The Headmaster's Wager Hardback
by Vincent Lam
From internationally acclaimed and bestselling author Vincent Lam comes a superbly crafted, highly suspenseful, and deeply affecting novel set against the turmoil of the Vietnam War.
Percival Chen is the headmaster of the most respected English school in Saigon.
He is also a bon vivant, a compulsive gambler and an incorrigible womanizer.
Well accustomed to bribing government officials, he is quick to spot the business opportunities rife in a divided country.
He devotedly ignores all news of conflict, choosing instead to read the faces of his opponents at high-stakes mahjong tables.
But when his only son gets in trouble with the Vietnamese authorities, Percival is forced to send him away.
In the loneliness that follows, Percival finds solace in Jacqueline, a beautiful woman of mixed French and Vietnamese heritage, and Laing Jai, a son born to them on the eve of the Tet offensive.
Percival's new-found happiness is precarious, and as the complexities of war encroach further and further into his world.
Blessed with intriguingly flawed characters moving through a richly drawn historical and physical landscape, The Headmaster's Wager is a riveting story of love, betrayal and sacrifice.
- Format: Hardback
- Pages: 432 pages
- Publisher: HarperCollins Publishers
- Publication Date: 07/06/2012
- Category: Modern & contemporary fiction (post c 1945)
- ISBN: 9780007263820
- Paperback from £7.15
- EPUB from £4.49
Showing 1 - 1 of 1 reviews.
Review by Smiler69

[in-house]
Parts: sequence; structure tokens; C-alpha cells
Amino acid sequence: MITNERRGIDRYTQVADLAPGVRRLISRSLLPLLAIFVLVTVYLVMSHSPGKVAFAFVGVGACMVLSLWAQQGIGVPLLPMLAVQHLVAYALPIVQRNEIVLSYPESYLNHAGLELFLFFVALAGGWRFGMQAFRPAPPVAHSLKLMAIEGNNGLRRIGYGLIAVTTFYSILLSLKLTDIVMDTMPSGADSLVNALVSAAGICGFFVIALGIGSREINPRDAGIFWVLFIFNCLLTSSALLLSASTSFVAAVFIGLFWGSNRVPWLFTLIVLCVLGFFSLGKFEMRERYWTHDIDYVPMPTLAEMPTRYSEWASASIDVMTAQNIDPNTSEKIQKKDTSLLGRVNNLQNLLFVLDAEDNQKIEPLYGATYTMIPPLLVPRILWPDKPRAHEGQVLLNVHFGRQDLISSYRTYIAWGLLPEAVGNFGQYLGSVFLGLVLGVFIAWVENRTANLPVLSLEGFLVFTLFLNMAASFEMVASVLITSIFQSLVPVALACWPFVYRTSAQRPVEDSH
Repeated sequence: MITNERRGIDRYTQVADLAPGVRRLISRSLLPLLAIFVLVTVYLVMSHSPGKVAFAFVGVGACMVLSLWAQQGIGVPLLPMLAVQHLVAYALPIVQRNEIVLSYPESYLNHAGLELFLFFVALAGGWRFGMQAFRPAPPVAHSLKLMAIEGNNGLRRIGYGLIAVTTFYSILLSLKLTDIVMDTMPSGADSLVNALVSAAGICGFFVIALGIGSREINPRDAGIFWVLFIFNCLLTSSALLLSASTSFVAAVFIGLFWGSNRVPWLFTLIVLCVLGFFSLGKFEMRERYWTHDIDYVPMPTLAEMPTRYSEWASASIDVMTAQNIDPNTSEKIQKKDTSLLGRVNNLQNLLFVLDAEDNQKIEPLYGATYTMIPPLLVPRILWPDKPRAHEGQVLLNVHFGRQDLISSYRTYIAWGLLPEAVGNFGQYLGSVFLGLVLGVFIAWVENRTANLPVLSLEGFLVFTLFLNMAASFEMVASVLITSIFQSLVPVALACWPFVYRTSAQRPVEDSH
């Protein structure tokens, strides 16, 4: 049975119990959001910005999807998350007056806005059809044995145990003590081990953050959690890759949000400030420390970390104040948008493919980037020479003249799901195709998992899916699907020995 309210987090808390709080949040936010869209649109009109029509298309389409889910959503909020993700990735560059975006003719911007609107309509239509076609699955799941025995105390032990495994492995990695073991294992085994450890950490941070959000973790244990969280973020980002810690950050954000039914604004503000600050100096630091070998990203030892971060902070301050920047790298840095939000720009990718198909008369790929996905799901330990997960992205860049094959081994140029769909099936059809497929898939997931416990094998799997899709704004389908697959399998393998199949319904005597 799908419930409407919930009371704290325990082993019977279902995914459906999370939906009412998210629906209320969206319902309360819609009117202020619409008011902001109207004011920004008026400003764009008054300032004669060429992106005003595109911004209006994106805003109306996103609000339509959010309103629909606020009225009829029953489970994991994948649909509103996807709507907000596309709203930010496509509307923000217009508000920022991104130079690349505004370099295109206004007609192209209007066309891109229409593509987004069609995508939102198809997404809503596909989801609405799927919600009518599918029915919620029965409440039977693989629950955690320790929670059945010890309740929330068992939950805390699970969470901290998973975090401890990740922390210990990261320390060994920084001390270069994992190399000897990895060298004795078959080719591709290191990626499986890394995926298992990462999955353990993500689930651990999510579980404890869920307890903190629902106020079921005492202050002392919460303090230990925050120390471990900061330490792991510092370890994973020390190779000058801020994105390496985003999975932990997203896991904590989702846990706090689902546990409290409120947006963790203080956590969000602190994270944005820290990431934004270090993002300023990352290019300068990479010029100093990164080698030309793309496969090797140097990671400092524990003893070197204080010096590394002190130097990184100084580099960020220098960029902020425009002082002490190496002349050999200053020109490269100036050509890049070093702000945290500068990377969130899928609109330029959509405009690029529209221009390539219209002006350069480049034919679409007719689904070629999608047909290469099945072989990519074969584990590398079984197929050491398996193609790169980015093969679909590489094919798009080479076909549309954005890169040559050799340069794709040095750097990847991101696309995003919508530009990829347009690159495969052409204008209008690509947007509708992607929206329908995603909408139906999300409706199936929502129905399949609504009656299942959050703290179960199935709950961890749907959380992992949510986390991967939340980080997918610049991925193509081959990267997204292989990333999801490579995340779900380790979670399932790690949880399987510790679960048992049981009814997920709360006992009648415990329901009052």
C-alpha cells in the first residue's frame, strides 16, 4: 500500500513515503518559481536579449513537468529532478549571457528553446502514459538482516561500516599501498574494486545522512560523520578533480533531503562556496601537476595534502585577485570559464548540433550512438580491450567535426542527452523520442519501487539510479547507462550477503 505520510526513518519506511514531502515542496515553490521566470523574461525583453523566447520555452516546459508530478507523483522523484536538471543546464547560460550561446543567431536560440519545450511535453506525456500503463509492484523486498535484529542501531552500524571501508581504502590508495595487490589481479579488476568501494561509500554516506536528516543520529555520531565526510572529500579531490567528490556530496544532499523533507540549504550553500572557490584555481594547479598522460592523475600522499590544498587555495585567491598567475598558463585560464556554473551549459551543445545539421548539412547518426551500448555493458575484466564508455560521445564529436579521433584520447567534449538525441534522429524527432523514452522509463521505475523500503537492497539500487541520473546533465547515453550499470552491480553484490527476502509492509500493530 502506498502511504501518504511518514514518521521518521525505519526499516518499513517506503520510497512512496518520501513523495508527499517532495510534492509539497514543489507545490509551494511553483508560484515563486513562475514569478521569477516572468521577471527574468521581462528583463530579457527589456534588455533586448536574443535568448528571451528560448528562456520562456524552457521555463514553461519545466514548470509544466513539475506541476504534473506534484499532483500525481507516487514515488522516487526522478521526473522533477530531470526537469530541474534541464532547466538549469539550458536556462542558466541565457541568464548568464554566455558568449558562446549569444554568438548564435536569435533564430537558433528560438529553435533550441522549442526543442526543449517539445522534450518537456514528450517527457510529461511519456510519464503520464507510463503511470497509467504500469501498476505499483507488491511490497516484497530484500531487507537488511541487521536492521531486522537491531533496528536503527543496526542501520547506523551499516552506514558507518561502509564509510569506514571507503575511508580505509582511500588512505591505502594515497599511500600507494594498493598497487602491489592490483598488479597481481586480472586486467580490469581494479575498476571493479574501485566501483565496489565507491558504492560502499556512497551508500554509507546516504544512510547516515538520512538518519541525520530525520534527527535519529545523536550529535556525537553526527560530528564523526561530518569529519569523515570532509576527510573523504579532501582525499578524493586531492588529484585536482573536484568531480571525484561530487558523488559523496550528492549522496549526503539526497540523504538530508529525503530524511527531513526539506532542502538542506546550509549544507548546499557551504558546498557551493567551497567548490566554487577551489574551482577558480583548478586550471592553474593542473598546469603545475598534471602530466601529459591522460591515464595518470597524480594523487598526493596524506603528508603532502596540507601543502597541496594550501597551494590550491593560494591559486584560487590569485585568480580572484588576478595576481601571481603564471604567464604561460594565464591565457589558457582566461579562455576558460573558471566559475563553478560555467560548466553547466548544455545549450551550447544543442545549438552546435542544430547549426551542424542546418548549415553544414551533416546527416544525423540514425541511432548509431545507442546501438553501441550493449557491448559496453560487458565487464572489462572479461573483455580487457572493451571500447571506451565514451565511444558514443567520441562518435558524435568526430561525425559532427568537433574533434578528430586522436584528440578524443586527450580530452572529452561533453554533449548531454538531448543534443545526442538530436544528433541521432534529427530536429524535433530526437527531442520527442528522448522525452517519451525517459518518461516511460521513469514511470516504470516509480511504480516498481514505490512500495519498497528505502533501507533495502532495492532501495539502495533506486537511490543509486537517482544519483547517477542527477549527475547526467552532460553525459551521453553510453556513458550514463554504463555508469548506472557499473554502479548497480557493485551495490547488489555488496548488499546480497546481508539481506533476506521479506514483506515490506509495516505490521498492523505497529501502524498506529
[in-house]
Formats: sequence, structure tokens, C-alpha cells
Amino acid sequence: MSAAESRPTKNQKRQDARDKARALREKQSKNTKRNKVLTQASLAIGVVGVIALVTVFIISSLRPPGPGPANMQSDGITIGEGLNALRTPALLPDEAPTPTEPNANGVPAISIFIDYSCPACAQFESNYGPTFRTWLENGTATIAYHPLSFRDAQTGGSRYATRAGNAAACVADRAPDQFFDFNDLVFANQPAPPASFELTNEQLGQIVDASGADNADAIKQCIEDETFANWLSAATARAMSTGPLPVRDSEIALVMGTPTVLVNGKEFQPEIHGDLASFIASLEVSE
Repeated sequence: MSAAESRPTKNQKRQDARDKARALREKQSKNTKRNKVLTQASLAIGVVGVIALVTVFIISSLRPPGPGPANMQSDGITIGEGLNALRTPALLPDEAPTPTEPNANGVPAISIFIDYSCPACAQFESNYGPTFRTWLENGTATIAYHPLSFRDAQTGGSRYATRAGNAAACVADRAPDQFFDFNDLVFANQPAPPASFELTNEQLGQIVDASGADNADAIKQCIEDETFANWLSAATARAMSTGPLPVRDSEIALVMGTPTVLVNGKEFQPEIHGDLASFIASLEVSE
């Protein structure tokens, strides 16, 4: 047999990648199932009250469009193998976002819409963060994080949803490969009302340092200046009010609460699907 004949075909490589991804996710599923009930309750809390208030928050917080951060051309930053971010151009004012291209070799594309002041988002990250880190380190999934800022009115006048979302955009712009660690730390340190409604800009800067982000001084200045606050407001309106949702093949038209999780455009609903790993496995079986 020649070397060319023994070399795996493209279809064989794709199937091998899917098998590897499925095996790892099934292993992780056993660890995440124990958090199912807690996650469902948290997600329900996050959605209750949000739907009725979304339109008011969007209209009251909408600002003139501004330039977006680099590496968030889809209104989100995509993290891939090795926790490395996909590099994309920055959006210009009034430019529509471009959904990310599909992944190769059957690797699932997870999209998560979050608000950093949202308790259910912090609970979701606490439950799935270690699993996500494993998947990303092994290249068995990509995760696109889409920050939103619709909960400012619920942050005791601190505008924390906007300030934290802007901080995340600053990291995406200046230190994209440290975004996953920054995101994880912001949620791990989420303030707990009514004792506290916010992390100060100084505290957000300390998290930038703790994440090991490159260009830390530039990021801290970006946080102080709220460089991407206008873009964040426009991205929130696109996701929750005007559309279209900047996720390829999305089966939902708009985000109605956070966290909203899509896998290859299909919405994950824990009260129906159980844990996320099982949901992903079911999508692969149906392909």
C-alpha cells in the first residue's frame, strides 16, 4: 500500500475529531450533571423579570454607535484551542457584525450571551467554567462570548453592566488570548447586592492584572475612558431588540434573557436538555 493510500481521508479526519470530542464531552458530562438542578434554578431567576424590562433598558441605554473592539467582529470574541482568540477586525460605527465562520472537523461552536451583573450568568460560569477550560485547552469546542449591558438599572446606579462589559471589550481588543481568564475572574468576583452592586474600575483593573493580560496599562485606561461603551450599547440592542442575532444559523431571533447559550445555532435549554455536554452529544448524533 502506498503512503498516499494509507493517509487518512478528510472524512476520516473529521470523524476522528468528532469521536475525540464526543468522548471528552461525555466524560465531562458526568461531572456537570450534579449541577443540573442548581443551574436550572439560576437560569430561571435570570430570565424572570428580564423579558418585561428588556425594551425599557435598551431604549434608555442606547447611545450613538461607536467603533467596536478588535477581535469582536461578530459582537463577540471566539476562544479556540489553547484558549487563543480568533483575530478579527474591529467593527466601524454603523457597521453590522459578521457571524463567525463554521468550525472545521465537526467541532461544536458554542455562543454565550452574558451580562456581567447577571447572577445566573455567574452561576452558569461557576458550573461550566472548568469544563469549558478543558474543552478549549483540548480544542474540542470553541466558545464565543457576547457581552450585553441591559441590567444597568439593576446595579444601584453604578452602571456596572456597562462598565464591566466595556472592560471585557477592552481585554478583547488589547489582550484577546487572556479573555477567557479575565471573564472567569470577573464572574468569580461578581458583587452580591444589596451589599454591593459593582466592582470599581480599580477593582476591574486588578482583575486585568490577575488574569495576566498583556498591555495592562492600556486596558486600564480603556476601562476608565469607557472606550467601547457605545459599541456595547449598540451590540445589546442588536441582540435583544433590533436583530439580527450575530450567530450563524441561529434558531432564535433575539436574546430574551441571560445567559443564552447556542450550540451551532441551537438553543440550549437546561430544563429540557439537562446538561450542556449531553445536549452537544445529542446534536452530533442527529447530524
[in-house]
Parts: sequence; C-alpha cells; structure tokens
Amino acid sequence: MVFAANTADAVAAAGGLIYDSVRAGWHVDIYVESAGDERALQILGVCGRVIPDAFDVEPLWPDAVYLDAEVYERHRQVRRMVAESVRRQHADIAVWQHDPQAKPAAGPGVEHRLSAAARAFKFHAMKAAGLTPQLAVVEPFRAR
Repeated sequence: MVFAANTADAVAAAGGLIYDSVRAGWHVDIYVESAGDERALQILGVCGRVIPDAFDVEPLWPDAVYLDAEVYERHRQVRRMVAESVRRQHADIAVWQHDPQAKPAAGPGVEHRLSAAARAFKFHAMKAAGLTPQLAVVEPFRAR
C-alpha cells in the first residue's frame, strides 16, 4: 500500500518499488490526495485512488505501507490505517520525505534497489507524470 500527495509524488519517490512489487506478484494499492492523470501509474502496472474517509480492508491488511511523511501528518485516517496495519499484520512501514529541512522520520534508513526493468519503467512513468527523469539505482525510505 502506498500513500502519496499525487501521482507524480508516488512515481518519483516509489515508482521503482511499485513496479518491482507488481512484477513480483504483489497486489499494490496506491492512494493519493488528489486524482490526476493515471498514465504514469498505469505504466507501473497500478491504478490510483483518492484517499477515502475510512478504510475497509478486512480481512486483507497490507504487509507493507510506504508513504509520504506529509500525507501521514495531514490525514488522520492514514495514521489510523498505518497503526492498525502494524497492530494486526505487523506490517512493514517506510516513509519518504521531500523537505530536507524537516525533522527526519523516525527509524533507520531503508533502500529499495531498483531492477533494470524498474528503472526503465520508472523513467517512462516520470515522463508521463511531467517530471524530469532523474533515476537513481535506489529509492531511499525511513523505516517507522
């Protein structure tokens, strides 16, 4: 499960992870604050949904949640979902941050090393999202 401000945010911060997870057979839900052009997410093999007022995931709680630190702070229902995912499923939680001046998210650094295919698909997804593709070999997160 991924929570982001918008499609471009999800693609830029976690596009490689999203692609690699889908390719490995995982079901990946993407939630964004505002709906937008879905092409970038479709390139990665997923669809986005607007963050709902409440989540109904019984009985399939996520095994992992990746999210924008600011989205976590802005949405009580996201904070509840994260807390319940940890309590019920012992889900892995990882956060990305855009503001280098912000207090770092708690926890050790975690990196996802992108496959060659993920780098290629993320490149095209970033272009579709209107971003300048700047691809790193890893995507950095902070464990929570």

"From then on, Percival took the hoard of metal out of the safe at night and slept with it under his mattress. This required two trips up the stairs, lugging one valise each time. He kept the pistol under his pillow. Two weeks after the meeting in the hut, the night before an ancestor worship day, Percival dreamt of his father. It was an old dream from his childhood, one of flying. They soared high over a cold, jagged peak. It was the Gold Mountain for which Chen Kai had abandoned his home, a mass of sharp glittering angles and dagger crags of lustrous wealth. Percival congratulated his father on his success, but bragged that he himself would become yet more wealthy. Even as Chen Kai nodded with approval, saying that a son must surpass the father, Percival began to fall from the sky. His power of flight was gone. He hurtled towards the ground, calling out in terror to his father, but falling alone to be impaled by gold shards." — Chapter 7"The big Peugeot floated through the streets, and Percival reflected on his luck at winning it back. The Americans were close to giving them the special certification, Mak had recently reported, and good luck came in threes. The Sun Wah Hotel was just a few blocks away. The proceeds of the money circle sat in an envelope next to Percival. It was due at the Teochow Clan Association by the end of the next day. In the glancing headlights, a girl's smile flashed, plucked out of darkness. Others walked nearby. Through his fluid cognac haze, he saw their light steps, their slender thighs quick in darkness. If nothing else, this war had brought miniskirts to Saigon". — Chapter 9This is one of those books that connected with me on such a deep level, that it is difficult for me to explain why I loved it so much. It is not by any means a happy story with likeable characters. In fact, it takes place at a time and place plagued by bitter conflict and brutality: Vietnam during the 60s and 70s. The novel's protagonist is a deeply flawed man who prefers to hold on to his old, outdated mode of thinking and his unrealistic ideals rather than allowing even a glimpse of reality to sink in, so that I was sometimes tempted to shake him by the neck to snap him out of his stupor. He has the arrogance to believe he is the master of the little world he inhabits, while willingly ignoring the forces that have the power to take it all away. He is a man who can love deeply, but who's attempts at filling a great void might impel him to quite literally gamble everything away. Yet there is also charm here, with glimpses of a beautiful place; Vincent Lam paints sceneries with his words that are so vivid, I sometimes had the impression I was watching it all happen before my eyes. And not least of all, there is the presence of a woman who beguiles us, who cannot do otherwise than make the reader fall a little bit in love with her.Percival Chen would probably define himself first and foremost by his Chinese heritage, which identity informs his every decision. He is also a businessman, a father, a gambler and womanizer, and the owner of the Percival Chen English Academy, located in Cholon, Vietnam. Born in China, he has always fervently held on to his Chinese values and culture, which he has scrupulously handed down to his son, Dai Jai. Percival's own father established what became a thriving business in Cholon, and built a large and well appointed residence, Chen Hap Sing, which also accommodated storerooms for the rice he made his fortune on. Now in Percival's hands, Chen Hap Sing houses his English Academy, which is run with the help of one of the teachers he employs, his friend Mak. Through a network of mysterious contacts Mak maintains and the discreet bribes he hands out to the authorities, Mak is instrumental in ensuring that the academy keeps it's elite status, making it a highly profitable enterprise.The story takes off in 1966, when an official new directive is given that every school must include Vietnamese language in it’s curriculum. The Vietnam war is raging and tensions are high, and Percival's refusal to make this concession will have far-reaching consequence. When Dai Jai, wanting to make his father proud gets in trouble with the local authorities and is put in detention, Percival rightfully fears for his son's life when it is suspected he is being kept at the National Police Headquarters, where prisoners are routinely tortured and put to death. As usual relying on Mak and his connections, Percival is willing to pay any price to free his son. An anonymous contact is found; he may be able to rescue the young man, a nearly impossible mission, but demands an extortionary fee. With no other options and time being of essence Percival empties his coffers and borrows heavily against the value of his property to ensure Dai Jai's safety. But following his rescue, the authorities are still hell-bent on making an example of Dai Jai, and Percival sees no other choice than to send him away, once again having to rely on highly costly contacts and incurring yet more debt. Dai Jai is to go to China, where Percival is absolutely certain he belongs, against his ex-wife's better judgment. He has always focused solely on making money in order to finance his taste for gambling and whores, choosing to ignore the political turmoil that surrounds him. Therefore, Percival has no notion that in the re-baptized People's Republic of China, sons of businessmen and landowners are prime targets for punishing measures, once again firmly holding on to his romanticized memory of a homeland he left long ago and where he likes to think he will join Dai Jai eventually. With his son gone and Mak taking over the administration of the school, the lure of gambling as a means to pay off his debts proves impossible to resist, and before long Percival is spending all his spare time playing high-stakes mah-jong tournaments, where alcohol and beautiful women add fuel to his obsession. When he first sees the exquisite Jacqueline at a casino, he is willing to risk all his gains for one night of pleasure with the splendid creature, never imagining for a moment the consequences such an encounter will have for him and everyone he holds dearest. All the while, as the war gets fiercer day by day and the fall of Saigon becomes imminent, Percival is far from suspecting the harsh realities he will eventually be forced to face.Might there be hope for a sequel? Probably unlikely, but I will certainly look forward to Vincent Lam's next literary effort.